By Russell Johnson, director, Hitomi
Published by SVG Europe Wednesday, January 6, 2021
Sports broadcasting has driven technology for most of the history of television. The needs of the sport audience have forced developments, from large numbers of cameras to super slo-mo replays and from real time graphics to immersive audio.
If you were to take a poll of sports fans, the one thing they insist upon above all else is that the coverage must be live. You watch not knowing what is going to happen in the next instant; psychologically, any delay breaks the spell for the viewer.
A part of this sensation of live transmission is that everything has to be synchronised. There cannot be visible jumps, say between cabled and wireless cameras. The sound has to be perfectly synchronised to the video: if the sound of the ball being kicked does not come at the exact moment the boot hits the leather, it is immediately obvious to the viewer.
To make all this happen, you need a relatively large production team – director and vision mixer; graphics and replay operators; links engineers and audio supervisors. You sit them all in a large truck on site, communicating over very busy talkback to the camera operators and microphone trackers around the ground. They can see each other; they can hear each other; (for a good crew, at least) they know what each other is thinking.
That all fell apart in 2020. COVID-19 and its social distancing meant that, even when sport was up and running again, the idea of production teams sitting up-close and personal with each other was not going to happen. Audiences, though, are used to very high-quality sports broadcasting and will not be forgiving of a drop in standards, even in these very difficult times.
Remote production for sports was an idea well in development. There are plenty of excellent examples – from ice hockey in Scandinavia to college football in California – which use remote production, in the sense of having the cameras and microphones on location and the production team, the switchers and the graphics back at base.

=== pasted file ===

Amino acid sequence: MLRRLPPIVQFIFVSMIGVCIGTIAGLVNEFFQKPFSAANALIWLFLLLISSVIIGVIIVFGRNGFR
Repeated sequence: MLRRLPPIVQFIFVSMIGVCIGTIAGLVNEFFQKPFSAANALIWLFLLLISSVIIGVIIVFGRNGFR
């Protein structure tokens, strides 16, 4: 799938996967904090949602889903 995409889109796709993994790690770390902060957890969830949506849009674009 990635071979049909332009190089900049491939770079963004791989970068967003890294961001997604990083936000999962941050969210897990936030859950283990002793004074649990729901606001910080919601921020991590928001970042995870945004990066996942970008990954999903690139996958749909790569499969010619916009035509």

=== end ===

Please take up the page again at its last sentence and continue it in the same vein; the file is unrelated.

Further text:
What COVID-19 has demanded is that the next stage of remote production, with the production team even more widely spread and some working from home, has to make the jump from science project to everyday reality. It has to do so without compromising what makes television sport great. That means no loss of production values, no loss of quality and no loss of immediacy.
Providing remote functionality depends upon at least some encode and decode cycles, each of which adds latency. If you are using the public internet for some of the links, this will add more and quite possibly introduce some non-deterministic delays. If audio travels over different paths, then as well as synchronisation issues, there is the possibility of phase differences which can ruin the sound.
The system engineer has to design a system which minimises latencies as far as possible. That might include routing in parallel rather than in series from operator to operator.
Any remote production system, however well optimised, will inevitably include latency. So, you need to be able to measure the latency at each critical point in the chain and to ensure that the final delivery is in synchronisation, as close as possible to real time.
There are some good, well-established standards to help us with synchronisation. BLITs – Black & Lane’s Identification Tones, devised by two Sky engineers – identify channels in surround sound, as well as allow for precise alignment. The latest technology achieves audio/video synchronisation of better than 1ms and a phase correlation between audio channels of 0.01 of an audio sample.
The next generation of tools will be able to automatically measure end-to-end latencies and precisely align the output of a live broadcast, however convoluted the remote production path. Necessity being the mother of invention, that next generation will be with us before we are allowed back into outside broadcast trucks without masks.
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